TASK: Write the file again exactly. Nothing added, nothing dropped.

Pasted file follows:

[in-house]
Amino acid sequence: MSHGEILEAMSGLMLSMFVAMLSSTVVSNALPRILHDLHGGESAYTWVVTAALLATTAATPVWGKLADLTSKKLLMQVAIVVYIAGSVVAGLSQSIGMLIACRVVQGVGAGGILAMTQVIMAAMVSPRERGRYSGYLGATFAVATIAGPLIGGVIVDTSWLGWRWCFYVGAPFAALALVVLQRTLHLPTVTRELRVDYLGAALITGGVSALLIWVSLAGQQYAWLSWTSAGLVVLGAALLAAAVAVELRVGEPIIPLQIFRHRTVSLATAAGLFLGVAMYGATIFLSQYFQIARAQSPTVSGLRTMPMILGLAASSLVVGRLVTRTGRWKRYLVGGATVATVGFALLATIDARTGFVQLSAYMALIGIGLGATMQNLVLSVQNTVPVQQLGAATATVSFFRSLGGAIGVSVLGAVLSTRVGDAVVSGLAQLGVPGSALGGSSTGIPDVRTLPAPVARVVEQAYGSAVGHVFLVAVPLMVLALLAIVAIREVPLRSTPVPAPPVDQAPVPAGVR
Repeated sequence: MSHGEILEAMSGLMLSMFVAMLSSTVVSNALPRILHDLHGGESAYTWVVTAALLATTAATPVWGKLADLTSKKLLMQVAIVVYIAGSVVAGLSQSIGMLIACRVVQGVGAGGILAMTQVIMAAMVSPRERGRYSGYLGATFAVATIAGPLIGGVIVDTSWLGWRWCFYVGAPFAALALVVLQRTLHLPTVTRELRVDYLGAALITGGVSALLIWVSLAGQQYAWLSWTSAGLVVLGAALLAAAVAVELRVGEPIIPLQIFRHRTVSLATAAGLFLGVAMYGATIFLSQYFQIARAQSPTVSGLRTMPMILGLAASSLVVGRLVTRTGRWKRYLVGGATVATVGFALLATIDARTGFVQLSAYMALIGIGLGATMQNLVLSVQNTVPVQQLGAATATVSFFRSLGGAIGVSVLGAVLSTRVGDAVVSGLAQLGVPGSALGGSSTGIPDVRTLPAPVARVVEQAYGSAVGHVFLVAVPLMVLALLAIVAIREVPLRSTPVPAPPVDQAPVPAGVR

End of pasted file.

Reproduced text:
[in-house]
Amino acid sequence: MSHGEILEAMSGLMLSMFVAMLSSTVVSNALPRILHDLHGGESAYTWVVTAALLATTAATPVWGKLADLTSKKLLMQVAIVVYIAGSVVAGLSQSIGMLIACRVVQGVGAGGILAMTQVIMAAMVSPRERGRYSGYLGATFAVATIAGPLIGGVIVDTSWLGWRWCFYVGAPFAALALVVLQRTLHLPTVTRELRVDYLGAALITGGVSALLIWVSLAGQQYAWLSWTSAGLVVLGAALLAAAVAVELRVGEPIIPLQIFRHRTVSLATAAGLFLGVAMYGATIFLSQYFQIARAQSPTVSGLRTMPMILGLAASSLVVGRLVTRTGRWKRYLVGGATVATVGFALLATIDARTGFVQLSAYMALIGIGLGATMQNLVLSVQNTVPVQQLGAATATVSFFRSLGGAIGVSVLGAVLSTRVGDAVVSGLAQLGVPGSALGGSSTGIPDVRTLPAPVARVVEQAYGSAVGHVFLVAVPLMVLALLAIVAIREVPLRSTPVPAPPVDQAPVPAGVR
Repeated sequence: MSHGEILEAMSGLMLSMFVAMLSSTVVSNALPRILHDLHGGESAYTWVVTAALLATTAATPVWGKLADLTSKKLLMQVAIVVYIAGSVVAGLSQSIGMLIACRVVQGVGAGGILAMTQVIMAAMVSPRERGRYSGYLGATFAVATIAGPLIGGVIVDTSWLGWRWCFYVGAPFAALALVVLQRTLHLPTVTRELRVDYLGAALITGGVSALLIWVSLAGQQYAWLSWTSAGLVVLGAALLAAAVAVELRVGEPIIPLQIFRHRTVSLATAAGLFLGVAMYGATIFLSQYFQIARAQSPTVSGLRTMPMILGLAASSLVVGRLVTRTGRWKRYLVGGATVATVGFALLATIDARTGFVQLSAYMALIGIGLGATMQNLVLSVQNTVPVQQLGAATATVSFFRSLGGAIGVSVLGAVLSTRVGDAVVSGLAQLGVPGSALGGSSTGIPDVRTLPAPVARVVEQAYGSAVGHVFLVAVPLMVLALLAIVAIREVPLRSTPVPAPPVDQAPVPAGVR